Robert Bly: Psychology Through Poertry

by | Jul 10, 2024 | 0 comments

Who was Robert Bly?

“If a culture does not deal with the warrior energy—take it consciously, discipline it, honor it—it will turn up outside in the form of street gangs, wife beating, drug violence, brutality to children, and aimless murder.”

Robert Bly (1926-2021) was an influential American poet, author, activist, and leader of the mythopoetic men’s movement. Over his long career, Bly published numerous collections of poetry, translations, and prose works that explored masculinity, spirituality, and the human condition. He is best known for his 1990 bestseller Iron John: A Book About Men, which used the Grimms’ fairy tale to articulate a vision of mature masculinity and inspired a generation of men to gather in workshops, retreats, and drumming circles.

Bly’s work was deeply influenced by Jungian psychology, mythology, and indigenous wisdom traditions. He saw myths and folktales as profound expressions of the collective unconscious that could guide modern individuals on the path of psycho-spiritual development. By promoting a “deep masculine” path of inner work and initiation, Bly sought to heal the wounds of patriarchal culture and help men cultivate a more embodied, soulful, and relational way of being.

This essay explores Bly’s key ideas and contributions, focusing on his use of myth, group work, and ritual process to transform masculine identity. It examines his notion of the “deep masculine,” his appropriation of indigenous practices like drumming and sweat lodges, his facilitation of men’s groups, and his belief in the power of poetry and expressive arts. It also considers critical responses to his work from feminists, BIPOC voices, and others. Finally, it reflects on Bly’s legacy and enduring influence on contemporary men’s work and the wider culture.

Life and Career:

Robert Elwood Bly was born in 1926 in Madison, Minnesota. He attended Harvard University and received his M.A. from the University of Iowa in 1956. As a young man, he spent time in Norway as a Fulbright scholar translating Norwegian poetry.

Bly emerged as a major figure in American poetry in the 1950s. Influenced by Latin American surrealism and European experimentalism, he co-founded the influential literary magazine The Fifties (later The Sixties). His second collection, The Light Around the Body, won the National Book Award for Poetry in 1968.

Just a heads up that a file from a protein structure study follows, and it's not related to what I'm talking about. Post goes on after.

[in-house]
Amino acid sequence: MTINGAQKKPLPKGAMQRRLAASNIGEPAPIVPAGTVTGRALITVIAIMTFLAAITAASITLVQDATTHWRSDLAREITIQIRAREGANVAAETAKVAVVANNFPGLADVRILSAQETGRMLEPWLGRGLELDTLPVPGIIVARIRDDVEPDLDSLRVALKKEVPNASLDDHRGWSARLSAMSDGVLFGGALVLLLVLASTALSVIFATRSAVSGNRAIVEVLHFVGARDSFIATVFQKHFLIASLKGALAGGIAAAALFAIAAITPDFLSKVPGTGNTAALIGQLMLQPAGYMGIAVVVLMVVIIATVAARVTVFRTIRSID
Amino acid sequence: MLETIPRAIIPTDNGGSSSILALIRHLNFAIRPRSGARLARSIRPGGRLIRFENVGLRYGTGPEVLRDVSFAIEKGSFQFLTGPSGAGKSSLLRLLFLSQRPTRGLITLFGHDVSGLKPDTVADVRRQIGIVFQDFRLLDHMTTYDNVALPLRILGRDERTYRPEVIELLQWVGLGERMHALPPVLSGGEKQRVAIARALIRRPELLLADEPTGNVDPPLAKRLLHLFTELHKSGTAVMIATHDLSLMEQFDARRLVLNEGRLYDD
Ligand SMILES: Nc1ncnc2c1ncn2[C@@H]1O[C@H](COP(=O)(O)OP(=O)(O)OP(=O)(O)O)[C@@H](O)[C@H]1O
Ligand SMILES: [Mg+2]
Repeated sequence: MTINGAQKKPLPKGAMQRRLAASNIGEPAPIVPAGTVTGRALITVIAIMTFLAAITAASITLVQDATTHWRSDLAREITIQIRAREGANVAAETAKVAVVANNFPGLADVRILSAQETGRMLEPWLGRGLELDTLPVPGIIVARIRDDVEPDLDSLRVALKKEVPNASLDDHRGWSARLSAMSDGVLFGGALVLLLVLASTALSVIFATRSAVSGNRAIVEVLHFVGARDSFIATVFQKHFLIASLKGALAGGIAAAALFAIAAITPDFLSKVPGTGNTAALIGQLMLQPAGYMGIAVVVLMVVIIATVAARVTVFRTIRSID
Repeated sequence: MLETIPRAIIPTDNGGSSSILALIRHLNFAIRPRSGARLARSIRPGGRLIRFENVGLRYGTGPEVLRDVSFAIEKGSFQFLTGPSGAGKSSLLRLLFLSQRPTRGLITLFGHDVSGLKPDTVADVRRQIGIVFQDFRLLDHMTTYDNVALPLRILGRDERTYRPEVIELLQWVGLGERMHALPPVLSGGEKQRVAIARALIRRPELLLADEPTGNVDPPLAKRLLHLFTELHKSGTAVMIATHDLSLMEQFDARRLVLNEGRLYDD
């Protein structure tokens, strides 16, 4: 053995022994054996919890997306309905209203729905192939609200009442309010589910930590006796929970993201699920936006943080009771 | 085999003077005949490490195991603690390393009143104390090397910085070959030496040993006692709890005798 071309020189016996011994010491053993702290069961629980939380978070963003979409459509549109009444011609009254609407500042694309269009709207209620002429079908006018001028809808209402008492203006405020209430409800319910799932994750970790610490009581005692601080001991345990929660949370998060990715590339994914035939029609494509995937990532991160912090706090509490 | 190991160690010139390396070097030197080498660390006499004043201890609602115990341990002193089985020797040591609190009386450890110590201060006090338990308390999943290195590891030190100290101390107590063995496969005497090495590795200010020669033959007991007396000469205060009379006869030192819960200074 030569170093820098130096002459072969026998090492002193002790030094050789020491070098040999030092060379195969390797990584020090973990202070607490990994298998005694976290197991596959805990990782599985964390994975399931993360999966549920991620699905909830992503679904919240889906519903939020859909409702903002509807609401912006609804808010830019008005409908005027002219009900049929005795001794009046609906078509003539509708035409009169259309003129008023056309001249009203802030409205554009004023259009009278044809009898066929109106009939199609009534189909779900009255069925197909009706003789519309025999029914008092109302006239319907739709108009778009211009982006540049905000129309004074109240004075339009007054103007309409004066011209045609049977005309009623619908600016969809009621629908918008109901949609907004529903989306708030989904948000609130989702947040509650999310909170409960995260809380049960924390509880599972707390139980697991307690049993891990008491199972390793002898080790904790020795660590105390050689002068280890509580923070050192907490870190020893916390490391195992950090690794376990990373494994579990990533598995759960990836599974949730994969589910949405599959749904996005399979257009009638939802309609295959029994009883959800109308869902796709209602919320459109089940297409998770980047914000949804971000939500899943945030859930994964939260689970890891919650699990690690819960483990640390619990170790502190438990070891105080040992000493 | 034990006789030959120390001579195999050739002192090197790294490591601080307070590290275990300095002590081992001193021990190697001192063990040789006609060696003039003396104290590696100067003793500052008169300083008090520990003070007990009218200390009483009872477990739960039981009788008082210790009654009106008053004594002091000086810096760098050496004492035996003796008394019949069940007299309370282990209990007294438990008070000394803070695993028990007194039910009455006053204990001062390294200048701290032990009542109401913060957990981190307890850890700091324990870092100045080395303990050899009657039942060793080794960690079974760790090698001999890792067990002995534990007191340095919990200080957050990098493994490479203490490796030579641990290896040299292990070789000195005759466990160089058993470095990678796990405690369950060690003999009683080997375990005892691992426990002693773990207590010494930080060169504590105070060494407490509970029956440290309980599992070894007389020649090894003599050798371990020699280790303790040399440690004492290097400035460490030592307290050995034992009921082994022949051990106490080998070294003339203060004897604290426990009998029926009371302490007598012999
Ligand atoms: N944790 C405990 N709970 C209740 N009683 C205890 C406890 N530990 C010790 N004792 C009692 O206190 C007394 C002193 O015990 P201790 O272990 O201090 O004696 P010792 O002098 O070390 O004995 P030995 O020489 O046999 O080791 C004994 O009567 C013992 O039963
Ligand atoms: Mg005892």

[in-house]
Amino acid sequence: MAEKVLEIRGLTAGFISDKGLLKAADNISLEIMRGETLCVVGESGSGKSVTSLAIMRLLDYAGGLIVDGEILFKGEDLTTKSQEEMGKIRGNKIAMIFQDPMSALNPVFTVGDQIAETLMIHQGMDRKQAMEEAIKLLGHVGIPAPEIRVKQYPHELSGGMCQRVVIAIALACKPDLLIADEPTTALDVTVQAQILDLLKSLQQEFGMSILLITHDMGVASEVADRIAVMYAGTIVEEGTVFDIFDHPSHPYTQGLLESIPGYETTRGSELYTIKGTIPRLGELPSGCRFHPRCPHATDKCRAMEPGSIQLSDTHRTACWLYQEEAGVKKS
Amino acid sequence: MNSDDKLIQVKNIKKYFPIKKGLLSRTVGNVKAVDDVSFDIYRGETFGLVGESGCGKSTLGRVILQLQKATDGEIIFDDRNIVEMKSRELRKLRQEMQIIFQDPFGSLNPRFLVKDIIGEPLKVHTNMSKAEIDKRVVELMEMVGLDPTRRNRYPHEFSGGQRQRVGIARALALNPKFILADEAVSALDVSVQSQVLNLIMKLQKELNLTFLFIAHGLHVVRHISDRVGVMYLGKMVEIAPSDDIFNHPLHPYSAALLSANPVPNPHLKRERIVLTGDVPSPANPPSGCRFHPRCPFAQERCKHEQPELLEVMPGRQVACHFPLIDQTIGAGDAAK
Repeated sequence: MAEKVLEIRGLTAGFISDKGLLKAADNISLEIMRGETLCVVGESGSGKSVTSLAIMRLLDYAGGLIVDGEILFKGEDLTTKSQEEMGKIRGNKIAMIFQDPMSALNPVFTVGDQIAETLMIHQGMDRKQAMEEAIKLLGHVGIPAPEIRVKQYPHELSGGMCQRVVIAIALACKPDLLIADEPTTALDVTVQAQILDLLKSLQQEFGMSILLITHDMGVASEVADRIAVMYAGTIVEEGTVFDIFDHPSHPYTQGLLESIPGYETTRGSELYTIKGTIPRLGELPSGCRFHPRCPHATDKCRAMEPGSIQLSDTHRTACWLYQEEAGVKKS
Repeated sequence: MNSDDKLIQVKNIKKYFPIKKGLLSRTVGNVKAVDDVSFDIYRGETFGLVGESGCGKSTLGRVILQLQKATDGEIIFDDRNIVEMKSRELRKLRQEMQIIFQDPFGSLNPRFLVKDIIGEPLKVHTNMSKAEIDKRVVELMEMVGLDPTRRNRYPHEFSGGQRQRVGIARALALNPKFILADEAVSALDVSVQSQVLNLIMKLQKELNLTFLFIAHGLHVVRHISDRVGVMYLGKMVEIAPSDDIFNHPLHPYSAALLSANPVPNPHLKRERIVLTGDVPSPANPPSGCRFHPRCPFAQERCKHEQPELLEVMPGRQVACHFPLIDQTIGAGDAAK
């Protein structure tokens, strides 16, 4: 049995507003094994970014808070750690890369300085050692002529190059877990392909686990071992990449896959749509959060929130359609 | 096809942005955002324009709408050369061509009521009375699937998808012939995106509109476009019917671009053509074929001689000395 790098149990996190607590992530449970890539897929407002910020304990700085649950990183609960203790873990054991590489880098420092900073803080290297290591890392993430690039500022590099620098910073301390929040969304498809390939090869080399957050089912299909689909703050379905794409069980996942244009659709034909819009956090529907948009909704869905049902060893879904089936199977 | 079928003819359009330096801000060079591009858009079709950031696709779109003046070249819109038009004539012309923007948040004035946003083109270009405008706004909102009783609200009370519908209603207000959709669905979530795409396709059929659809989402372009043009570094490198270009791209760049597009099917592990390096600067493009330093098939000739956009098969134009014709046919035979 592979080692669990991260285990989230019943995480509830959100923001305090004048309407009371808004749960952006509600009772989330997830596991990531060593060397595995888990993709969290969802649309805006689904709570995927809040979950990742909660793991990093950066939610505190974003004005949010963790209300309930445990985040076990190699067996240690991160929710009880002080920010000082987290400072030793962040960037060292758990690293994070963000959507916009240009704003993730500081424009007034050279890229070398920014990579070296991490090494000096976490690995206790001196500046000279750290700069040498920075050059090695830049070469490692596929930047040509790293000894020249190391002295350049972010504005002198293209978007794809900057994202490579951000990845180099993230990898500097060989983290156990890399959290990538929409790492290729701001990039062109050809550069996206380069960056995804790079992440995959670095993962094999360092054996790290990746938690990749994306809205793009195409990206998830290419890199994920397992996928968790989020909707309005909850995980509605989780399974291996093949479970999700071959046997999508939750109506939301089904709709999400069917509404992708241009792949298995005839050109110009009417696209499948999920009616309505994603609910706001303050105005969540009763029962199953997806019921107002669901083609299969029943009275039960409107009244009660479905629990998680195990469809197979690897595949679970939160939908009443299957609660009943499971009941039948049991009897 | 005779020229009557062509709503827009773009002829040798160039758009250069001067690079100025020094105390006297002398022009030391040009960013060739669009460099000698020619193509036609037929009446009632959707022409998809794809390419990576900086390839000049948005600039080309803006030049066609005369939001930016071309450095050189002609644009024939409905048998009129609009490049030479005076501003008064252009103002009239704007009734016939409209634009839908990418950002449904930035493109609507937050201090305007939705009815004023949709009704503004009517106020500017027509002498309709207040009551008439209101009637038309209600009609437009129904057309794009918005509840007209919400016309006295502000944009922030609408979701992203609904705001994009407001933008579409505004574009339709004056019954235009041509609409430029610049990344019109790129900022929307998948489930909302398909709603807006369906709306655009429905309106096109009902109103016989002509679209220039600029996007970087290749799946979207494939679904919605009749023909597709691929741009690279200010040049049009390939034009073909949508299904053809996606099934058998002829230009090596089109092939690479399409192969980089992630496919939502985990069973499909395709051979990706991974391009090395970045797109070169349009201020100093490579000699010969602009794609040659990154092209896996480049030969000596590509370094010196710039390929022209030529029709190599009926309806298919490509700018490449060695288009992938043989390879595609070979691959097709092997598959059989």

In the 1970s, Bly gained widespread attention as an anti-war activist. He co-founded American Writers Against the Vietnam War and led much-publicized resistance to the draft. Around this time, he began exploring men’s issues and men’s work in the context of the feminist and gay liberation movements.

Bly’s interest in men’s work crystallized in the early 1980s when he began leading men’s conferences and workshops with mythologist Michael Meade and others. Drawing on poetry, mythology, fairy tales, and indigenous rituals, Bly and his colleagues sought to create transformative experiences of male initiation and bonding. These events attracted thousands of participants and established Bly as a leader in the growing men’s movement.

In 1990, Bly published Iron John: A Book About Men, which became an international bestseller and his most well-known work. Inspired by a set of initiation stories told to him by German psychoanalyst Erich Neumann, the book used the Grimms’ tale of “Iron John” to outline an archetypal path of male growth and healing.

Bly’s ideas generated significant interest as well as controversy. Some hailed him as a visionary voice calling men to a new era of relational, embodied masculinity. Others, including many feminists, criticized his allegedly essentialist views and appropriation of indigenous traditions.

In his later years, Bly continued to write poetry and prose, publishing over 30 works in total. He also led workshops and gatherings, solidifying his role as an elder in the “expressive men’s movement.” He was known for his dynamic performance style, Zen sense of humor, and tireless advocacy for soulful art and psychological growth.

Bly won numerous awards over his career including fellowships from the Guggenheim and Rockefeller foundations. He was also active in translating poets like Kabir, Hafez, Rilke and Machado, helping introduce their work to an American audience. Bly passed away at the age of 94 in 2021, leaving a profound imprint on American letters and the contemporary men’s movement.

Key Ideas and Themes:

Myth, Fairy Tales, and the Masculine Psyche:

Like Carl Jung and Joseph Campbell, Bly believed that myths and folktales contained profound truths about the structure of the psyche and the path of human development. He was especially drawn to myths of male initiation, which he felt revealed universal patterns of the masculine journey towards maturity.

Bly’s most famous work, Iron John, is a book-length interpretation of the Grimms’ tale of the same name. For Bly, the story depicts an archetypal pattern of male initiation that has been lost in modern culture. The wild man Iron John represents the “deep masculine” – the earthy, instinctual energies of manhood that are often repressed by socialization but crucial for mature male identity.

The story’s protagonist, a young prince, undertakes a series of physical and spiritual trials to free Iron John and integrate his energies. In the process, he develops the traits of an initiated adult male: embodied presence, assertiveness, vulnerability, a capacity for solitude, an openness to the feminine, the ability to bless others, and a grounding in deep masculine energy. This transformative journey, which involves a descent into darkness and symbolic death, activates the prince’s innate masculinity and gifts.